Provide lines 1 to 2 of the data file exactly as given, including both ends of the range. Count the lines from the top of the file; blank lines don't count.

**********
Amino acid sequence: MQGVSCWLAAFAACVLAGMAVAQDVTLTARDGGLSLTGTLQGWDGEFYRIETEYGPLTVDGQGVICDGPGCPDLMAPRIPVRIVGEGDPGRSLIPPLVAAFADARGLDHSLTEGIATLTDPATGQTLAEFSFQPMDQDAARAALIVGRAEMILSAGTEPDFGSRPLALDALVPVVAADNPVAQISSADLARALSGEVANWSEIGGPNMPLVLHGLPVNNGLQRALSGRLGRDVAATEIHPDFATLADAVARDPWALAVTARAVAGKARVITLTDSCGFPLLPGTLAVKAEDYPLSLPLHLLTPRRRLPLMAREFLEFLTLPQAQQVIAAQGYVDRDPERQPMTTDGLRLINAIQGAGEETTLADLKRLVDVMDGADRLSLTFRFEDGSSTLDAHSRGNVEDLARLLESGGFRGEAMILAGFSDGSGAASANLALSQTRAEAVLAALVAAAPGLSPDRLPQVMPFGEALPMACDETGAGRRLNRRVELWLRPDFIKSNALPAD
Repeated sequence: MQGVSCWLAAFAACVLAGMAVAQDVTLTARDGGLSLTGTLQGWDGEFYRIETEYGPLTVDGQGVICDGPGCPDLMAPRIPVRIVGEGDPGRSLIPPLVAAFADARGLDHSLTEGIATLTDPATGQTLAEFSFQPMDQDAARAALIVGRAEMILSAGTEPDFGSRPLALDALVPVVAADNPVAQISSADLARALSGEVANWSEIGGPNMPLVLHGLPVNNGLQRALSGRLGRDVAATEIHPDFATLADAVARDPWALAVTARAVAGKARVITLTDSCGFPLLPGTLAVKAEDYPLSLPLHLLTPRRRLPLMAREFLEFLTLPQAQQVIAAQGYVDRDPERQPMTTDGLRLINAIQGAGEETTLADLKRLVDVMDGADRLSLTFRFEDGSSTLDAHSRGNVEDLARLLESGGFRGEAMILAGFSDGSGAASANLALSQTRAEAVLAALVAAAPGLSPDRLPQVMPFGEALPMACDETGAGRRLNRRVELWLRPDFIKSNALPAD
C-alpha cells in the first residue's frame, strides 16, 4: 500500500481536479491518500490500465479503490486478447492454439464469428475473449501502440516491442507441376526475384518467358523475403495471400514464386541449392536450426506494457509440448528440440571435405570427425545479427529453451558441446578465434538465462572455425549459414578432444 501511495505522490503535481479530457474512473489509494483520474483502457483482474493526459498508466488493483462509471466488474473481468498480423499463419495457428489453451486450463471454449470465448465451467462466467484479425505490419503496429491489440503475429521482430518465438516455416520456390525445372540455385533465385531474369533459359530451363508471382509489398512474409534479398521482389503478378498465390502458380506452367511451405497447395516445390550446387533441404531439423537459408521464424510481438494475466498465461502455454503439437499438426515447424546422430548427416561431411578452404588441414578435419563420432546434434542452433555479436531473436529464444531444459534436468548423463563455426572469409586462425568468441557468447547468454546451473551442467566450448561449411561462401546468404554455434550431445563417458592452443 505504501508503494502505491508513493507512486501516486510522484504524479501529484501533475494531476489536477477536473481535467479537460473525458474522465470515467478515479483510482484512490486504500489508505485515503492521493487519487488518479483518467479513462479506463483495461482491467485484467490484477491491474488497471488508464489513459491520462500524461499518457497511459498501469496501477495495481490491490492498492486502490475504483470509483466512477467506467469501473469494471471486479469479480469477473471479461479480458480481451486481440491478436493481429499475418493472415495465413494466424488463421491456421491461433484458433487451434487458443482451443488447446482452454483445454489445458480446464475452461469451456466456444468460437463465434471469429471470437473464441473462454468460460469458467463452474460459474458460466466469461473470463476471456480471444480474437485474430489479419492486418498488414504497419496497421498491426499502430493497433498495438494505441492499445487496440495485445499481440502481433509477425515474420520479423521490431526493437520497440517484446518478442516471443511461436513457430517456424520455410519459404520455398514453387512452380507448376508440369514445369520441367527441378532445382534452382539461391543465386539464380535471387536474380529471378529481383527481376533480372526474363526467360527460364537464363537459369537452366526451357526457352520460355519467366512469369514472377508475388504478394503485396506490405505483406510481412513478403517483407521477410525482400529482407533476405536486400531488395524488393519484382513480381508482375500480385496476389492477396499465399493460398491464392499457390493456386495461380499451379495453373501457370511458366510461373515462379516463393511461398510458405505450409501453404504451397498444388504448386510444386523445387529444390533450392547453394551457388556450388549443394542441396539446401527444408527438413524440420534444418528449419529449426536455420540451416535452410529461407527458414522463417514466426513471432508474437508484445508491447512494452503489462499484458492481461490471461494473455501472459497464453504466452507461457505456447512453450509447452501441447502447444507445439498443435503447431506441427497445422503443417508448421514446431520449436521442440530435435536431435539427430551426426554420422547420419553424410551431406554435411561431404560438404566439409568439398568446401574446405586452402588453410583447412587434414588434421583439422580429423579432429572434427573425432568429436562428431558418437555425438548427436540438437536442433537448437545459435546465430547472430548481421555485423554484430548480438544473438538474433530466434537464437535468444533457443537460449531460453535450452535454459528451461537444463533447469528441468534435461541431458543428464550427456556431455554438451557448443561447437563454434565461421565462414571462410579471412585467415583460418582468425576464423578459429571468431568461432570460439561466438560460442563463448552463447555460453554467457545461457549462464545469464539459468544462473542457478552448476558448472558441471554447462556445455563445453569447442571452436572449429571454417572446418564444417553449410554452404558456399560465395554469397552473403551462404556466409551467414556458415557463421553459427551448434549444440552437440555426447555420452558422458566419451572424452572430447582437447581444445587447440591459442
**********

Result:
Amino acid sequence: MQGVSCWLAAFAACVLAGMAVAQDVTLTARDGGLSLTGTLQGWDGEFYRIETEYGPLTVDGQGVICDGPGCPDLMAPRIPVRIVGEGDPGRSLIPPLVAAFADARGLDHSLTEGIATLTDPATGQTLAEFSFQPMDQDAARAALIVGRAEMILSAGTEPDFGSRPLALDALVPVVAADNPVAQISSADLARALSGEVANWSEIGGPNMPLVLHGLPVNNGLQRALSGRLGRDVAATEIHPDFATLADAVARDPWALAVTARAVAGKARVITLTDSCGFPLLPGTLAVKAEDYPLSLPLHLLTPRRRLPLMAREFLEFLTLPQAQQVIAAQGYVDRDPERQPMTTDGLRLINAIQGAGEETTLADLKRLVDVMDGADRLSLTFRFEDGSSTLDAHSRGNVEDLARLLESGGFRGEAMILAGFSDGSGAASANLALSQTRAEAVLAALVAAAPGLSPDRLPQVMPFGEALPMACDETGAGRRLNRRVELWLRPDFIKSNALPAD
Repeated sequence: MQGVSCWLAAFAACVLAGMAVAQDVTLTARDGGLSLTGTLQGWDGEFYRIETEYGPLTVDGQGVICDGPGCPDLMAPRIPVRIVGEGDPGRSLIPPLVAAFADARGLDHSLTEGIATLTDPATGQTLAEFSFQPMDQDAARAALIVGRAEMILSAGTEPDFGSRPLALDALVPVVAADNPVAQISSADLARALSGEVANWSEIGGPNMPLVLHGLPVNNGLQRALSGRLGRDVAATEIHPDFATLADAVARDPWALAVTARAVAGKARVITLTDSCGFPLLPGTLAVKAEDYPLSLPLHLLTPRRRLPLMAREFLEFLTLPQAQQVIAAQGYVDRDPERQPMTTDGLRLINAIQGAGEETTLADLKRLVDVMDGADRLSLTFRFEDGSSTLDAHSRGNVEDLARLLESGGFRGEAMILAGFSDGSGAASANLALSQTRAEAVLAALVAAAPGLSPDRLPQVMPFGEALPMACDETGAGRRLNRRVELWLRPDFIKSNALPAD